WINNIPEG - Nik Antropov is busy getting used to the new surroundings of Winnipeg and a fresh direction in his hockey career -- but for the most part his mind is elsewhere.

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This article was published 9/9/2011 (3948 days ago), so information in it may no longer be current.

WINNIPEG - Nik Antropov is busy getting used to the new surroundings of Winnipeg and a fresh direction in his hockey career -- but for the most part his mind is elsewhere.

Antropov was friends with nine players that died in the horrific plane crash Wednesday that wiped out the Lokomotiv team of the KHL. He considered former Winnipeg Jets forward Igor Korolev, who was killed in the crash, to be "like a brother."

Nik Antropov

Nik Antropov

"Igor was my good friend and this is very sad for me. I knew Igor for 11 years since I first came to North America and he took me under his wing," said Antropov, who is entering his 12th NHL season. "He did a lot of good things for me."

Antropov has scored 172 goals and 240 assists in 679 career NHL games -- but when he arrived in North America as a lanky kid out of Khazakstan, he had lots of hockey ability but limited life skills.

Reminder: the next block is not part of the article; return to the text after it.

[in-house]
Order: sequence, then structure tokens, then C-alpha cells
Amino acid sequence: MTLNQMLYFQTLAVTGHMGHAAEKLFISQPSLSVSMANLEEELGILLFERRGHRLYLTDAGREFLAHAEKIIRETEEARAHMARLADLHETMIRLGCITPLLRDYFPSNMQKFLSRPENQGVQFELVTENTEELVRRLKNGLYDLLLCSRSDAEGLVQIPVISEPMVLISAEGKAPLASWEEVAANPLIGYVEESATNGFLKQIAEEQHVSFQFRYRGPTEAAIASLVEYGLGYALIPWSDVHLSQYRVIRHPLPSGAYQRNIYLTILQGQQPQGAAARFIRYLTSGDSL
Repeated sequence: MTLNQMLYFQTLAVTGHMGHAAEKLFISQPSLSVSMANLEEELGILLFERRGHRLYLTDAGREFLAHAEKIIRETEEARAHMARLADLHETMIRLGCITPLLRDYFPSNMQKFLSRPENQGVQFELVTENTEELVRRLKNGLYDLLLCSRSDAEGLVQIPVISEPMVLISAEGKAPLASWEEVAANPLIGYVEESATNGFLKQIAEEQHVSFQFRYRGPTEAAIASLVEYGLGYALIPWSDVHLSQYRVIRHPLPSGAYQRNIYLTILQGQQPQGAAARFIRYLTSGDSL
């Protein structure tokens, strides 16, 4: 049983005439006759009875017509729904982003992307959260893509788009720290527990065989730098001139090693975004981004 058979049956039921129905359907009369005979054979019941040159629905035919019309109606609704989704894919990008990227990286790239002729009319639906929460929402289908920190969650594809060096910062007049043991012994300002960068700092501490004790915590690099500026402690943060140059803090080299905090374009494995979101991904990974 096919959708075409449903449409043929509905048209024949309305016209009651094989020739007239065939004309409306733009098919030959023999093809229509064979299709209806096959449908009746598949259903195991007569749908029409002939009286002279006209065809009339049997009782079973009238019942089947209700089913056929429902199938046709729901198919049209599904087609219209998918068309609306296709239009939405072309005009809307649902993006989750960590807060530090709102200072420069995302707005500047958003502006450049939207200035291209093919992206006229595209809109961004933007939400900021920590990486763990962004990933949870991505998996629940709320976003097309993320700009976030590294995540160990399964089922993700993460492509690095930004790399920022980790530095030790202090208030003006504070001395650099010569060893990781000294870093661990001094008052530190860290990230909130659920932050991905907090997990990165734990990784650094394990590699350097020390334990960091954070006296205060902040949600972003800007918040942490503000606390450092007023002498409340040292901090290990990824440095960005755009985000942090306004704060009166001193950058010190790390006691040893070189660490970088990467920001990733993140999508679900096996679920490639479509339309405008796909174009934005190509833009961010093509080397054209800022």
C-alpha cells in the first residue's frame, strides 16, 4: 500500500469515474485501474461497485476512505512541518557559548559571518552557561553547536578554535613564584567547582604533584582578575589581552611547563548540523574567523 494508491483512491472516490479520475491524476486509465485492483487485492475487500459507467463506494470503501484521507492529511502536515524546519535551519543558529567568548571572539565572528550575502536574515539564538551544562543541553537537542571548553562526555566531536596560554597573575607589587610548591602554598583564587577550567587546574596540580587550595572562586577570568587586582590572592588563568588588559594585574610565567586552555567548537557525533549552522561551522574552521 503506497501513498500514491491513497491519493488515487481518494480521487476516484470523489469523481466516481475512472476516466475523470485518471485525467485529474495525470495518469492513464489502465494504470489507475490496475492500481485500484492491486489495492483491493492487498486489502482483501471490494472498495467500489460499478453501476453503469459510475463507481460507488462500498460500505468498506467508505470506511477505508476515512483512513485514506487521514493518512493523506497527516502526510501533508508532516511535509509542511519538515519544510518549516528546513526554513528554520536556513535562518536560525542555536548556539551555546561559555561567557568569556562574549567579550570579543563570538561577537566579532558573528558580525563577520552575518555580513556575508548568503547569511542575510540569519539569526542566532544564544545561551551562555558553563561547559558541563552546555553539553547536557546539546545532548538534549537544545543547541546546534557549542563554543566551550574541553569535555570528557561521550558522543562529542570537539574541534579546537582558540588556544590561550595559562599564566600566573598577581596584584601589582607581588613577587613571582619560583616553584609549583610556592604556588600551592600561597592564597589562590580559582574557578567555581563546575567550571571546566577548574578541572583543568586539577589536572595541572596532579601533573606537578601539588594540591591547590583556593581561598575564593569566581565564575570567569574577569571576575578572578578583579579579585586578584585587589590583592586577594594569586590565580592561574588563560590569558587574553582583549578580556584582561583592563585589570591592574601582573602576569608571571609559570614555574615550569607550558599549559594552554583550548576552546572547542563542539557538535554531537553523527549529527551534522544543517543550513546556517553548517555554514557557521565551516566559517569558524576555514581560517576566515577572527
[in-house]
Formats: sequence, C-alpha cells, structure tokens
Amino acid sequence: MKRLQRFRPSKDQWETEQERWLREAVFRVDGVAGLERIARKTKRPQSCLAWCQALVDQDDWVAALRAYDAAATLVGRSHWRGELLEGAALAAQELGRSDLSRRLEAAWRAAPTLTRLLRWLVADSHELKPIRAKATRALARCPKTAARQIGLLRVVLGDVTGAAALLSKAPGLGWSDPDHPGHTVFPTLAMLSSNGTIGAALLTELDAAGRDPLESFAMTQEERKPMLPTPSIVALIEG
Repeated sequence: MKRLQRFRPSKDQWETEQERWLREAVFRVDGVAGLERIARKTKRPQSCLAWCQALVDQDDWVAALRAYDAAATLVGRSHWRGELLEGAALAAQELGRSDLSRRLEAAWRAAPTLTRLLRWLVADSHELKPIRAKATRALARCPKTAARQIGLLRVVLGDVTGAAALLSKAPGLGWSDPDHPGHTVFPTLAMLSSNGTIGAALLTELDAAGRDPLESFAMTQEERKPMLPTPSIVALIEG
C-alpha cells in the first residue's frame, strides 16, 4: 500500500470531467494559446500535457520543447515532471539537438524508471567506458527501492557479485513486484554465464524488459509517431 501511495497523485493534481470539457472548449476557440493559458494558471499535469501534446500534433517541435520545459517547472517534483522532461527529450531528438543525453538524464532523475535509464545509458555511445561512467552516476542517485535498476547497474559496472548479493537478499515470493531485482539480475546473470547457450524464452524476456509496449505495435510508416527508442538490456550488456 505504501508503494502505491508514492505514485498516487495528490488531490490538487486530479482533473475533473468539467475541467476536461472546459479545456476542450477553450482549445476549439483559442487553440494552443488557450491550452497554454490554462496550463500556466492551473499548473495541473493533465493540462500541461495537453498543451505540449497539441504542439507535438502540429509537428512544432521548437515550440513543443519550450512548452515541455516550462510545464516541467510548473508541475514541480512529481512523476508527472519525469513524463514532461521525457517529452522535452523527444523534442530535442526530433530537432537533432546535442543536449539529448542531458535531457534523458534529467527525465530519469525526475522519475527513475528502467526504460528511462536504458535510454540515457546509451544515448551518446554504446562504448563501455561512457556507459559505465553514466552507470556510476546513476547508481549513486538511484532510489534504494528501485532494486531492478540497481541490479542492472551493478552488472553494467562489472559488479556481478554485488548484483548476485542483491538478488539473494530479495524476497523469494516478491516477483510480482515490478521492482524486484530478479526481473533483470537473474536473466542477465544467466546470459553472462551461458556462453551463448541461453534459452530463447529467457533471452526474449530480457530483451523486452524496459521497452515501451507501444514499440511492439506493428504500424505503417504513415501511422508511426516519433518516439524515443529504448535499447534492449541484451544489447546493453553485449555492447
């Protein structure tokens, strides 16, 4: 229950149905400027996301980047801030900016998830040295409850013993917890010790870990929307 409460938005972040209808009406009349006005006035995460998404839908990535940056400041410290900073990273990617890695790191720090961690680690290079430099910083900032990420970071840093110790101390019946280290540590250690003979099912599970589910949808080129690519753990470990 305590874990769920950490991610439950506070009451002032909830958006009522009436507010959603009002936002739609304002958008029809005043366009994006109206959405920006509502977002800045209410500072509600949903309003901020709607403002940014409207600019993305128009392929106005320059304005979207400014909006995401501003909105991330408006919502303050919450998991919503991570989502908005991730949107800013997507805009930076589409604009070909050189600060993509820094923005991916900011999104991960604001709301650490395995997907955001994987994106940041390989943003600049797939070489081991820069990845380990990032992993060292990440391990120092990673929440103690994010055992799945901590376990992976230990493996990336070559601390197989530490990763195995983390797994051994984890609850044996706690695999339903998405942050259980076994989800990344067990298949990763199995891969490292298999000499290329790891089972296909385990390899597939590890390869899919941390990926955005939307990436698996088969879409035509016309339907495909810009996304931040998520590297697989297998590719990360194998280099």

"I couldn’t speak English and didn’t know where to go for something to eat. Igor showed me everything. I called his wife and didn’t know what to say. I told her I hoped he wasn’t one of them but then we found out it was," Antropov said.

Members of the Lokomotiv Yaroslavl hockey team who died in a plane crash, Wednesday in Russia. Top row, from left, Pavol Demitra, Robert Dietrich,  assistant coach Alexander Karpovtsev and Andrei Kiryukhin. Bottom row, from left, Nikita Klyukin, assistant coach Igor Korolev, Stefan Liv and Jan Marek.

THE ASSOCIATED PRESS

Members of the Lokomotiv Yaroslavl hockey team who died in a plane crash, Wednesday in Russia. Top row, from left, Pavol Demitra, Robert Dietrich, assistant coach Alexander Karpovtsev and Andrei Kiryukhin. Bottom row, from left, Nikita Klyukin, assistant coach Igor Korolev, Stefan Liv and Jan Marek.

"It’s a tough loss for us. He’s the godfather of my son."

Hockey is a brief refuge for Antropov right now.

"Anytime you lose one of your best friends or your family, it’s hard to take but you have to move forward from it. I will always remember what he did for me," said Antropov.

"You could call him at any time and he was there for you. I think about this all the time. You come to the rink and hang out with the guys and no one talks about it, but then I get in the car to leave and it’s there. It’s hard right now."